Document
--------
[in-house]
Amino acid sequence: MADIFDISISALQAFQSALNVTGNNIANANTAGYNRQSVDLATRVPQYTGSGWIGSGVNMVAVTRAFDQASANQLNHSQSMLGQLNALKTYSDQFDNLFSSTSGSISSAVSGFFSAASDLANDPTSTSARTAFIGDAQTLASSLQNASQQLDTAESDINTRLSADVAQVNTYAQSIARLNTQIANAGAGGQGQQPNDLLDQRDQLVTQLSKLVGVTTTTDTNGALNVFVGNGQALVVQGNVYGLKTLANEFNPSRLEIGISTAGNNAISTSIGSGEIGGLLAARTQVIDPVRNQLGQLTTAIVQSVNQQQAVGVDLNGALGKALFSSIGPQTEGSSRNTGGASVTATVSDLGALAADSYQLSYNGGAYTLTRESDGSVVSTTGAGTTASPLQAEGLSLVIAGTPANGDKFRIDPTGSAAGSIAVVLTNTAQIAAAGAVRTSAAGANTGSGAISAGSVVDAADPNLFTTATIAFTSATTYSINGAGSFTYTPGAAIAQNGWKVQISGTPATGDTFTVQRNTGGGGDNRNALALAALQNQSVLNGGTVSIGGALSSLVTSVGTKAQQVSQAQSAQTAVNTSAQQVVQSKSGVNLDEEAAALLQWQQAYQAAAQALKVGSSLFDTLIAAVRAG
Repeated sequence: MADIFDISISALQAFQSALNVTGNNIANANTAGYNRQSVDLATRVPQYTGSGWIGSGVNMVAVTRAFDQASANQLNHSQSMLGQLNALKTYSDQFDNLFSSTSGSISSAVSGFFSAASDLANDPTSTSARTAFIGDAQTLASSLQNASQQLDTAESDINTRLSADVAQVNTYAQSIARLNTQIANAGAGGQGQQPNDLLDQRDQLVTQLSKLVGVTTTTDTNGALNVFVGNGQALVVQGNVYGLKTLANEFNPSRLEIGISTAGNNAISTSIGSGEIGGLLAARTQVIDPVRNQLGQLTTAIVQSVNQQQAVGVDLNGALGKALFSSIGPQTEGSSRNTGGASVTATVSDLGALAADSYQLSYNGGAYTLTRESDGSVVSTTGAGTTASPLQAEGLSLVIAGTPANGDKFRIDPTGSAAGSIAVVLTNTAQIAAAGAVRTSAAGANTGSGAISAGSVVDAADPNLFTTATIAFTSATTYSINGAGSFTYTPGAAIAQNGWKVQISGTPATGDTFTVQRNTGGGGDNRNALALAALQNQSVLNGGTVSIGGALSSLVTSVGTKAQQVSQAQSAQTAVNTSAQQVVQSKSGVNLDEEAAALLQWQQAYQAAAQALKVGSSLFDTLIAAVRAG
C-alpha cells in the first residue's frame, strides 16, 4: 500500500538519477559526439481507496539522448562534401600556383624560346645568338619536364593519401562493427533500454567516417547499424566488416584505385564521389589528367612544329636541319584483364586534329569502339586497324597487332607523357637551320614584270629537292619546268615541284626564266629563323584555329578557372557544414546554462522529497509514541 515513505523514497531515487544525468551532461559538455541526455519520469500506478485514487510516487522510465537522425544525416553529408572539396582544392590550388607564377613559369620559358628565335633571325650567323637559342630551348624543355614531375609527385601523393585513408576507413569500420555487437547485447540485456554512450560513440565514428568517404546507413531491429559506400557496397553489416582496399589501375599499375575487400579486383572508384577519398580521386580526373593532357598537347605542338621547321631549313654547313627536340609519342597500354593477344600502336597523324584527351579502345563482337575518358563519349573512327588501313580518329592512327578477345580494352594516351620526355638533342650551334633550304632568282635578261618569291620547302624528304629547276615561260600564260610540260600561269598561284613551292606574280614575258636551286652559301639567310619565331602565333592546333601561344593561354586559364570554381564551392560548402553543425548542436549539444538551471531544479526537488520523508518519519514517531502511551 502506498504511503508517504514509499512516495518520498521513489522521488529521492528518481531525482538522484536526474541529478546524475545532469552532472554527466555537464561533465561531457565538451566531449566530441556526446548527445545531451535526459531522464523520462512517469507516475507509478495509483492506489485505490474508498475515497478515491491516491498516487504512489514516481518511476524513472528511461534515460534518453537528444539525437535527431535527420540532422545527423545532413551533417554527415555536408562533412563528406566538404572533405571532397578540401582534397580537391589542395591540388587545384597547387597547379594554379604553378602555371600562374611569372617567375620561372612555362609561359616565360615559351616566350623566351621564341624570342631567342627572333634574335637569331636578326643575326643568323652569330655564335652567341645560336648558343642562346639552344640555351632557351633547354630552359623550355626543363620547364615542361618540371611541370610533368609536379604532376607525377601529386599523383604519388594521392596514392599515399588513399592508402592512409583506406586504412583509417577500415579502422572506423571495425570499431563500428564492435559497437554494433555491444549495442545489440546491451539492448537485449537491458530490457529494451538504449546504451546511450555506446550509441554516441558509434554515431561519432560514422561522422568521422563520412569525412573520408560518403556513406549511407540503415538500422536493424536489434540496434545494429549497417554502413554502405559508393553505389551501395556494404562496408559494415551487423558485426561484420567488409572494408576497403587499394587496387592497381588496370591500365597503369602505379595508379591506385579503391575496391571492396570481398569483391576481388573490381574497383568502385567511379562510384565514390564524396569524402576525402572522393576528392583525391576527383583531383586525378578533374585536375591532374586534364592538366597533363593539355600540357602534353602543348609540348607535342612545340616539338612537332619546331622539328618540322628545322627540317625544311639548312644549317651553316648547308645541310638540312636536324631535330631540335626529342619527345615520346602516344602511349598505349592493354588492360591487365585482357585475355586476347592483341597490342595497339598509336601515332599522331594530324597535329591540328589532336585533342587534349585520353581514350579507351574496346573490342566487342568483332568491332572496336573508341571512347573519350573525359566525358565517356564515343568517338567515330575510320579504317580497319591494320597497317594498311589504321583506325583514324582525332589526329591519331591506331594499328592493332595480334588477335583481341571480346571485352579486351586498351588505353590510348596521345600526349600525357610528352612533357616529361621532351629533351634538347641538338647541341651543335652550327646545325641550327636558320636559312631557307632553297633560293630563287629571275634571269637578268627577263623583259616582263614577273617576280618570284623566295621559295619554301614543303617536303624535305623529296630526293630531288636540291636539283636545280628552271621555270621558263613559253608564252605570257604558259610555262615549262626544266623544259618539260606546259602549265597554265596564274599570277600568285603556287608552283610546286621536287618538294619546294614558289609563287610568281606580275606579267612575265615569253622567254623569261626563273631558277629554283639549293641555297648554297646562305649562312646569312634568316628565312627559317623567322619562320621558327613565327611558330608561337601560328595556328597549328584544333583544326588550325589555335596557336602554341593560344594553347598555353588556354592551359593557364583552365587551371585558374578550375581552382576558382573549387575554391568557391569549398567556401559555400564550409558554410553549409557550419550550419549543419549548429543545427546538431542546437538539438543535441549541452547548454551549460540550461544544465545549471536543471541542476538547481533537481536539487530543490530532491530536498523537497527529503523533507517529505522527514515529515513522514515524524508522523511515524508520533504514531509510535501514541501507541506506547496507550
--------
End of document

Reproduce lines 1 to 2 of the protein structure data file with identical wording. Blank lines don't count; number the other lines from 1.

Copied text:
[in-house]
Amino acid sequence: MADIFDISISALQAFQSALNVTGNNIANANTAGYNRQSVDLATRVPQYTGSGWIGSGVNMVAVTRAFDQASANQLNHSQSMLGQLNALKTYSDQFDNLFSSTSGSISSAVSGFFSAASDLANDPTSTSARTAFIGDAQTLASSLQNASQQLDTAESDINTRLSADVAQVNTYAQSIARLNTQIANAGAGGQGQQPNDLLDQRDQLVTQLSKLVGVTTTTDTNGALNVFVGNGQALVVQGNVYGLKTLANEFNPSRLEIGISTAGNNAISTSIGSGEIGGLLAARTQVIDPVRNQLGQLTTAIVQSVNQQQAVGVDLNGALGKALFSSIGPQTEGSSRNTGGASVTATVSDLGALAADSYQLSYNGGAYTLTRESDGSVVSTTGAGTTASPLQAEGLSLVIAGTPANGDKFRIDPTGSAAGSIAVVLTNTAQIAAAGAVRTSAAGANTGSGAISAGSVVDAADPNLFTTATIAFTSATTYSINGAGSFTYTPGAAIAQNGWKVQISGTPATGDTFTVQRNTGGGGDNRNALALAALQNQSVLNGGTVSIGGALSSLVTSVGTKAQQVSQAQSAQTAVNTSAQQVVQSKSGVNLDEEAAALLQWQQAYQAAAQALKVGSSLFDTLIAAVRAG